April 7 2012
I recently visited a formerly top secret Soviet submarine base that was dug into a mountain to hide it from prying eyes, spy planes or a bomb attack. It is in southern Crimea in the little town of Balaklava on the Black Sea in Ukraine–formerly Soviet territory. (Read more here.)

Much has changed since the Soviet demise. The base is now a museum for tourists to wander though (for $2) and see the exhibits of torpedoes, under water mines, submarine models, secret document vaults, patriotic photos and medals.

But the tunnel is the real show-stopper. Its walls are several feet thick of solid cement protected from outside intrusion by huge bomb-proof cement and steel doors two feet in thickness. The huge tunnel curves around 45º in a quarter circle shape from water ingress to water egress, The height is about 20 feet above water level, enough to allow a sub to surface for supplies and armaments. (more photos)

As a ‘guy thing’ it is impressive, macho, muscular. The place is enormously strong and well protected. It will be there for a thousand years–as a ghost.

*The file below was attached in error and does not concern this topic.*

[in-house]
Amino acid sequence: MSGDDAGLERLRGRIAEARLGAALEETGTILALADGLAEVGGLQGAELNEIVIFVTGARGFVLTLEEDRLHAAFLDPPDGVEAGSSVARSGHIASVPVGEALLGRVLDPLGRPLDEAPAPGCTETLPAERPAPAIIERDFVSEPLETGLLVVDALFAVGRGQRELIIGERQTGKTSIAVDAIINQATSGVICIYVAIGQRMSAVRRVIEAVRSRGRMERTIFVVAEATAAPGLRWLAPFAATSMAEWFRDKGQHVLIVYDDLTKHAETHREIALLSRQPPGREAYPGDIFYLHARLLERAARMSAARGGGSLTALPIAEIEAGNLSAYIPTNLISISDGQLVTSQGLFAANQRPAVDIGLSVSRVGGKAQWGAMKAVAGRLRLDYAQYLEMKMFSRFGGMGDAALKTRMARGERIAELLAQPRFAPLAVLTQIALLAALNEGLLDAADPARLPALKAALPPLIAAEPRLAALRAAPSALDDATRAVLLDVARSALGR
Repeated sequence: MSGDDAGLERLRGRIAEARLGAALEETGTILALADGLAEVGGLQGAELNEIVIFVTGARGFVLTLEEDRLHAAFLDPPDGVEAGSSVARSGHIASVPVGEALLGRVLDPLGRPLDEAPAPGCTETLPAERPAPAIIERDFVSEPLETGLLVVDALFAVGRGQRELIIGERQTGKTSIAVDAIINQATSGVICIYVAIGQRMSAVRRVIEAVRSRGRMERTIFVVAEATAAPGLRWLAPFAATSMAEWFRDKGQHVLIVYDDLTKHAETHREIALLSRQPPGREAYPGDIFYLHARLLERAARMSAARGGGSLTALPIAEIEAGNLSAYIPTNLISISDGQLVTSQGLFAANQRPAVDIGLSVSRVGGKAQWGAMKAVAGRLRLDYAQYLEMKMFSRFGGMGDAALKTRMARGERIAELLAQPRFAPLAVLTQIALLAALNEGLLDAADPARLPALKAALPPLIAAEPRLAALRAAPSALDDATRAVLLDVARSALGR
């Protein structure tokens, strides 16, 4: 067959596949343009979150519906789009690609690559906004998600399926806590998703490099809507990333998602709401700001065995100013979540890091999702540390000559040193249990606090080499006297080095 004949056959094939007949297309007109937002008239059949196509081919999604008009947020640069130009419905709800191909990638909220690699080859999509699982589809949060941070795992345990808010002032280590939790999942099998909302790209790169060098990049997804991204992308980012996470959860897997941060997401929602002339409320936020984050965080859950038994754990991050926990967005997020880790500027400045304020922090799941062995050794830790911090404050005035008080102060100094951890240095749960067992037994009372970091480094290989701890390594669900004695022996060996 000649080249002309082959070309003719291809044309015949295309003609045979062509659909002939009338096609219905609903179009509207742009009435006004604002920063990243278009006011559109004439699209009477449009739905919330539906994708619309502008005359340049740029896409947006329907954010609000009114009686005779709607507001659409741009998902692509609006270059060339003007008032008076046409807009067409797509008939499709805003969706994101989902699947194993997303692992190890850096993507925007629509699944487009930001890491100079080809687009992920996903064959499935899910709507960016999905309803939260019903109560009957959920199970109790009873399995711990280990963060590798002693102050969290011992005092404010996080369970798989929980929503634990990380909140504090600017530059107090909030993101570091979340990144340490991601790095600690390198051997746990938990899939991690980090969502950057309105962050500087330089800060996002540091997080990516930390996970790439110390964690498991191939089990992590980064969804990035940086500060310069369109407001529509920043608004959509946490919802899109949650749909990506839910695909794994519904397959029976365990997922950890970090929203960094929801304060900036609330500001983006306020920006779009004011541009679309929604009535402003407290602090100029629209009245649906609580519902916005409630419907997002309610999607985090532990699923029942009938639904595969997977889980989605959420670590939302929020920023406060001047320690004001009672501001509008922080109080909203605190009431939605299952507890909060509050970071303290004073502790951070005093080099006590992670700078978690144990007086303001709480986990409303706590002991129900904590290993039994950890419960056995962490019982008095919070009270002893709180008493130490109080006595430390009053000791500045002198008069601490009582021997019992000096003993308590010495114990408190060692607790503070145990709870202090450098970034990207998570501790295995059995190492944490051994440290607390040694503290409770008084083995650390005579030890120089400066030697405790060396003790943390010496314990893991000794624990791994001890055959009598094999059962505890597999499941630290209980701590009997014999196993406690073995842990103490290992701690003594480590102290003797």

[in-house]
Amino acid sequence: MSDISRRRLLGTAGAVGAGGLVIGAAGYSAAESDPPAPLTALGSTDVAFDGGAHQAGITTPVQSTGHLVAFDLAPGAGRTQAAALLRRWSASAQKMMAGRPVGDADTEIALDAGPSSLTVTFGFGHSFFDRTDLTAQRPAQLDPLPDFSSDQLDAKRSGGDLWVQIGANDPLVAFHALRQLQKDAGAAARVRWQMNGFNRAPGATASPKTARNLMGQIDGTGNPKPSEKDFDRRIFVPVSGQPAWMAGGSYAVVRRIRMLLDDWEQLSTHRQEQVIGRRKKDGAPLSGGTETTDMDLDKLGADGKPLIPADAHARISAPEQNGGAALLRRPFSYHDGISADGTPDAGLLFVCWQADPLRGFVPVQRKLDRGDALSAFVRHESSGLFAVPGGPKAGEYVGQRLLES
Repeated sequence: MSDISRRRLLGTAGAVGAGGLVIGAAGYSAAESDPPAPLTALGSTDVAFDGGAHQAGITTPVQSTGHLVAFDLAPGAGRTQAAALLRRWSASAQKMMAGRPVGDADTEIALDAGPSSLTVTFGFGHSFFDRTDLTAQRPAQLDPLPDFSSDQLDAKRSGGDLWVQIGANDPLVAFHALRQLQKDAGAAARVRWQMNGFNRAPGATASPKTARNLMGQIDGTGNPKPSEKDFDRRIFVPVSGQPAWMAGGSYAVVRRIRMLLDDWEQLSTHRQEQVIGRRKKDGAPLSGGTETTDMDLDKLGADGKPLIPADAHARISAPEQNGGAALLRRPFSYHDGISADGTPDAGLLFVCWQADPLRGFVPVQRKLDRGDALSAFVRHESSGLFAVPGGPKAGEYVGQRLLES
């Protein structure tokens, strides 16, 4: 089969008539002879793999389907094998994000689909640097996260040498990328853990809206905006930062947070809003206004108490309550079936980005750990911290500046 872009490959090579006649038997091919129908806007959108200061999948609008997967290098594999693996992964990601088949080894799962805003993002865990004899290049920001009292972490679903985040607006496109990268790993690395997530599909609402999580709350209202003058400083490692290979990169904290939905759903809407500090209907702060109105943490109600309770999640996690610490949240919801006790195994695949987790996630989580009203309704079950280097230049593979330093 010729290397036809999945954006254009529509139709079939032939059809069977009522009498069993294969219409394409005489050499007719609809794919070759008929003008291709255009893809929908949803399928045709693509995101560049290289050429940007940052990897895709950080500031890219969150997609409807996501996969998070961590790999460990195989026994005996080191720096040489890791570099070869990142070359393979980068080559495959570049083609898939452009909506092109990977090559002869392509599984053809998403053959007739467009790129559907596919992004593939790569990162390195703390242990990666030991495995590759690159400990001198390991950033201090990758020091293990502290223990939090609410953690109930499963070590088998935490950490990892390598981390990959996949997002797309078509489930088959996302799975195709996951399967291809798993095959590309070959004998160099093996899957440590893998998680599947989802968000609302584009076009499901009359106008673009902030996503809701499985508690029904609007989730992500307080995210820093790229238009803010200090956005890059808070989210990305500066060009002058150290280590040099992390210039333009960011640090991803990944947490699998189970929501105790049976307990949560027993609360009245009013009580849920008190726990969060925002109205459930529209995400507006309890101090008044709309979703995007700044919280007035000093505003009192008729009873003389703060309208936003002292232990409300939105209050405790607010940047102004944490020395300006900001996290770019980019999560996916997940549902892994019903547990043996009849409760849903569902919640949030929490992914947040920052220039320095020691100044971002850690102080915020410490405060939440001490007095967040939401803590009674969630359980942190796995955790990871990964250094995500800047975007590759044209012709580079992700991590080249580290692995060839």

But as militarily, structurally and engineeringly impressive as it is, the greater impact is the fact that it is here at all. It was built during the cold war during Stalinist rule and given high priority and large amounts of money. This vaulted and complex project was built during the same time–1957 to 1961–when great numbers of the Soviet population were enduring hunger, deprivation, persecution and turmoil–not long after Stalin had starved countless people to death by collectivizing private farms and demanded unreasonably high quotas from farmers.

This is the most daunting aspect of  ‘Object 825 GТС’ (the name of the base)–the price of paranoid peace purchased at the price of fear regardless of the cost in human suffering; weapons of mass destruction had priority over human welfare.

It is too simple to use these words to describe such a weapon of dangerous abomination and a moral corruption of civilized values; too easy to pass it off as an evil of the past, as an artifact of the Cold War.

But such expensive arms as this tunnel are not just a souvenir of history, they are very much a current reality as today’s governments still lavish billions of dollars, euros, rubles and yuan on today’s versions of weapons of mass destruction.

For most of us, such expenses are abstract, unseen as the costs are quietly folded into the national debt leaving schools, blighted neighborhoods, welfare facilities, financial regulators all short changed and health care in disarray. Extremely expensive weapons that will never be used rob a society of its core human values.

We should all walk through the wasted arms fields and tunnels of discarded military installations and star-wars fantasy factories to see and touch the cost of peace that is still being purchased at the price of fear.

Richard Ammon